General Aspects

The first organic ion exchanger that found technical application was a chemically modified natural product, namely a sulfonated coal, described in many patents during the 1930s.

Other exchangers were synthesized by sulfonation or phosphorylation of wood, paper, cotton, lignin and tannins, as well as by the crosslinking of pectins with formaldehyde or epichlorhydrin.

In 1935 the discovery by Adams and Holmes of ion exchange properties in the product of a reaction between phenol, or m-phenylenediamine, with formaldehyde started the development of synthetic organic ion exchangers. These products have a greater importance than those from a natural organic source and have found much wider technical application because of their greater chemical stability and mechanical strength as well as their very different physical and chemical structures.

Synthetic organic ion exchangers are obtained by the two principal reactions used to produce polymeric materials, namely polycondensation or addition polymerization of a mixture of co-monomers. In poly-condensation, incorporation of a trifunctional co-monomer is required while in polymerization the presence of a bifunctional co-monomer is sufficient.

Most commercially available ion exchangers are from polymerization processes which create structures with higher hydrolytic and oxidative stabilities as well as better defined physical features and cross-linkings.

In the case of the polycondensation exchangers, the reaction between a co-monomer that carries base or acid groups and a crosslinking agent (formaldehyde, epichlorohydrine, etc.) is used.

In 1944, D'Alelio found that sulfonated styrene-divinylbenzene copolymers have ion exchange properties. This finding was the beginning of the polymerization ion exchangers.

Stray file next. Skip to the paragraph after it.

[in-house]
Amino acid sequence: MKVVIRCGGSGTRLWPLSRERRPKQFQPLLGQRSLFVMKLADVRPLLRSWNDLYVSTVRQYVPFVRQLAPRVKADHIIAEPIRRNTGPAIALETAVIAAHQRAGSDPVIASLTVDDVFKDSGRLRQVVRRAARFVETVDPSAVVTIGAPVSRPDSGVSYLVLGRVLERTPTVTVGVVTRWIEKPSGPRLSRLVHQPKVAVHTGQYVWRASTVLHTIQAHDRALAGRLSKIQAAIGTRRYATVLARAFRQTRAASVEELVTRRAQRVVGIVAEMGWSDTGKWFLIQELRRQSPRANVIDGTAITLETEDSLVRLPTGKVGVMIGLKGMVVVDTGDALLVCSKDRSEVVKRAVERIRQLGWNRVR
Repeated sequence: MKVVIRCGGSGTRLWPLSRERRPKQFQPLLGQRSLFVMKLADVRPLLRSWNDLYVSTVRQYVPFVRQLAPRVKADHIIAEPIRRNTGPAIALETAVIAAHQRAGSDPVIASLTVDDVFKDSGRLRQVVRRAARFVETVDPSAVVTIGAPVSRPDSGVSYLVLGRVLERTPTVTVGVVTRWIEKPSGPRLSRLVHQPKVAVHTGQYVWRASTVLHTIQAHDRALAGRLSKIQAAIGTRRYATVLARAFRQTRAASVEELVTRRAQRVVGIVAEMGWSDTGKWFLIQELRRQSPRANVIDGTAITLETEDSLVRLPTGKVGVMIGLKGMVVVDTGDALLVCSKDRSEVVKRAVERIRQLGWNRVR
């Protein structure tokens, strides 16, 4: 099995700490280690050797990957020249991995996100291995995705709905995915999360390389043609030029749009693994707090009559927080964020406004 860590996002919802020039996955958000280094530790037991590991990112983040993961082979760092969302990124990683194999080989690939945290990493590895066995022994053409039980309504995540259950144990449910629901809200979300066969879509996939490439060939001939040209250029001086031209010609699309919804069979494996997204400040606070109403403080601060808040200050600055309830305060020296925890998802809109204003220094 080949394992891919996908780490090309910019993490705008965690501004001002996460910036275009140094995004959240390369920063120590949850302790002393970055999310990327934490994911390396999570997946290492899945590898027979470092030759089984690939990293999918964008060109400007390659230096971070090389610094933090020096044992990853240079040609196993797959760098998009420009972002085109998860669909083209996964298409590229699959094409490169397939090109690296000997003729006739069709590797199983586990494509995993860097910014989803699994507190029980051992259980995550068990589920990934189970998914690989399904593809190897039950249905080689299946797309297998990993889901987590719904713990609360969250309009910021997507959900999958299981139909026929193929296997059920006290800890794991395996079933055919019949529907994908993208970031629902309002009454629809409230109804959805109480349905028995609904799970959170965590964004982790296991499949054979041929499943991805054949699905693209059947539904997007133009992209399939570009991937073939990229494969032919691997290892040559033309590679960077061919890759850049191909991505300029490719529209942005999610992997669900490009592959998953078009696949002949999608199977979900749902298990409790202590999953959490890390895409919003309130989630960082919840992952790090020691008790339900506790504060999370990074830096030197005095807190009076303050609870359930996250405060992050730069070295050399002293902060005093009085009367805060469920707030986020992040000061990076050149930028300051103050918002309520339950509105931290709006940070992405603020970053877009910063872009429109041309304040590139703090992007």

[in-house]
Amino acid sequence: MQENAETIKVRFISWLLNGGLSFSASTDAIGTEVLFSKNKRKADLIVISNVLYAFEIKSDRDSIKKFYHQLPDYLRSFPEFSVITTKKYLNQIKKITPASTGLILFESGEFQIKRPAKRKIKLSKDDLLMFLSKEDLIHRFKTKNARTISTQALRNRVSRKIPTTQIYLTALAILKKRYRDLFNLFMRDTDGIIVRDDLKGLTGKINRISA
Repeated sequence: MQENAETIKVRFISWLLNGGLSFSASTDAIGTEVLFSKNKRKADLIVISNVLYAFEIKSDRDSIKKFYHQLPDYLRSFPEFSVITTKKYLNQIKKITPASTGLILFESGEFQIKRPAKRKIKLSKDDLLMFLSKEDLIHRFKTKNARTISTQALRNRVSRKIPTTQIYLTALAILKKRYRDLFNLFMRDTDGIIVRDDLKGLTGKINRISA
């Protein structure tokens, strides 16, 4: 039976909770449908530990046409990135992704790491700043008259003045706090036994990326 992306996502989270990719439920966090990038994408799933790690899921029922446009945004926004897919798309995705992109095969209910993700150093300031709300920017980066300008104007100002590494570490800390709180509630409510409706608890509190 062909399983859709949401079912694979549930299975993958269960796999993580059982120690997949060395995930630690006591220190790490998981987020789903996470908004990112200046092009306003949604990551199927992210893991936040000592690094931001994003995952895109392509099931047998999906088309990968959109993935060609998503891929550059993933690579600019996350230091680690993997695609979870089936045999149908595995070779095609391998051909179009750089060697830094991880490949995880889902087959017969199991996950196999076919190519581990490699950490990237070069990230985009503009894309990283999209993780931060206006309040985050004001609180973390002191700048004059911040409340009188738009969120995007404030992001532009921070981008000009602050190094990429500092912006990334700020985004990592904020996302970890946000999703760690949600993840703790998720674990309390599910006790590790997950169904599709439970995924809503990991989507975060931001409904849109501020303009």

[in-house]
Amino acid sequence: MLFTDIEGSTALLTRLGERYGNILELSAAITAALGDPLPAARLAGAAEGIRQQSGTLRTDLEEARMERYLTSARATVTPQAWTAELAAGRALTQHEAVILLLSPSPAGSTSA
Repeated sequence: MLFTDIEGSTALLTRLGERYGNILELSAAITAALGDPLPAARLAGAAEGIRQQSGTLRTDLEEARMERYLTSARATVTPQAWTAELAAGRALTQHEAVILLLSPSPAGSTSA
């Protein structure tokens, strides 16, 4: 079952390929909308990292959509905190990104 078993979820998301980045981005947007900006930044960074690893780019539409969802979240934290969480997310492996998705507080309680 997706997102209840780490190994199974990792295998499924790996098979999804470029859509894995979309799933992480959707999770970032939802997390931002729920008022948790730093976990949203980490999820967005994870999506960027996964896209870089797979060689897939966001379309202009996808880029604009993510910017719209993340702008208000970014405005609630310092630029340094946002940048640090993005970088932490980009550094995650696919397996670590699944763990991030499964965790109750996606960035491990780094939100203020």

These structures are made by the polymerization of a mixture of a monovinylic monomer with a basic or acidic group and a divinylic monomer. The achievement of a neutral network, called the precursor or starting material, followed by the introduction of basic or acidic groups by suitable polymer-analogous reactions, is often preferred.

Usually divinylbenzene (DVB) is used as the divinylic monomer and the quantity added, in terms of the percentage in the mixture of co-monomers, defines the degree of crosslinking of the network, although crosslinking side reactions can occur during the polymer-analogous transformations.

The structures created are called 'conventional' or 'gel'-type ion exchangers and generally have about 8 % DVB for crosslinking. This amount is required to achieve a network with both mechanical strength and easy diffusion of exchangeable ions as the exchanger comes into contact with an aqueous phase when swelling of the network occurs.

Meitzner and Oline found that the copolymerization of styrene with DVB in the presence of an appropriate inert compound, called 'diluent' or 'porogene agent', gave a network with significant and measurable physical porosity in the dried state, generally containing internal pores having diameters larger than 3 x 10~9 m. This discovery led to significant progress in the field of synthetic ion exchangers, namely the development of macroporous resins. These exchangers offer the advantage that they can be used with non-aqueous solvents and have much higher sorption rates of ions and non-electrolytes than the conventional gel exchangers.

Polymerization produces exchangers in bead form, with a relatively wide distribution of size, by the suspension polymerization technique. More recently ion exchangers with uniform and controlled bead size have become available.

The polycondensation exchangers often appear as irregular-shaped particles, because they are made by bulk polycondensation followed by grinding of the bulk polymer into smaller particles. However, poly-condensation exchangers can also be made in bead form by reverse-phase suspension polycondensation.

Ion exchangers in fibre form are also known, made by chemical modification of natural and synthetic fibres. Ion exchanger fibres have an improved kinetic performance when compared with the same structures in bead form.

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Solar Panel Basics

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